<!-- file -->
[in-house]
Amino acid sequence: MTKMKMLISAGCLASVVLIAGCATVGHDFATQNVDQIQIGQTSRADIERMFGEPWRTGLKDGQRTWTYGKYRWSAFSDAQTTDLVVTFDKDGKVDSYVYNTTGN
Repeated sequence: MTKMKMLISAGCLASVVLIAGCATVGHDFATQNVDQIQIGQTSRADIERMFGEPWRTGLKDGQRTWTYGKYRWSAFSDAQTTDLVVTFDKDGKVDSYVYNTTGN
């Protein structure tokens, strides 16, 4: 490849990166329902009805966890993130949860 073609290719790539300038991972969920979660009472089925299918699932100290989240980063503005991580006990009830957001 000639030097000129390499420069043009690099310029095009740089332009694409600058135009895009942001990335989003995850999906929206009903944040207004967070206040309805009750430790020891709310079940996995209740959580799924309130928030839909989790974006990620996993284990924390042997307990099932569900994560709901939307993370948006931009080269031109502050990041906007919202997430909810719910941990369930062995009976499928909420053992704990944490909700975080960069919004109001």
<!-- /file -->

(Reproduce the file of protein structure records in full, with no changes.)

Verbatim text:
[in-house]
Amino acid sequence: MTKMKMLISAGCLASVVLIAGCATVGHDFATQNVDQIQIGQTSRADIERMFGEPWRTGLKDGQRTWTYGKYRWSAFSDAQTTDLVVTFDKDGKVDSYVYNTTGN
Repeated sequence: MTKMKMLISAGCLASVVLIAGCATVGHDFATQNVDQIQIGQTSRADIERMFGEPWRTGLKDGQRTWTYGKYRWSAFSDAQTTDLVVTFDKDGKVDSYVYNTTGN
């Protein structure tokens, strides 16, 4: 490849990166329902009805966890993130949860 073609290719790539300038991972969920979660009472089925299918699932100290989240980063503005991580006990009830957001 000639030097000129390499420069043009690099310029095009740089332009694409600058135009895009942001990335989003995850999906929206009903944040207004967070206040309805009750430790020891709310079940996995209740959580799924309130928030839909989790974006990620996993284990924390042997307990099932569900994560709901939307993370948006931009080269031109502050990041906007919202997430909810719910941990369930062995009976499928909420053992704990944490909700975080960069919004109001």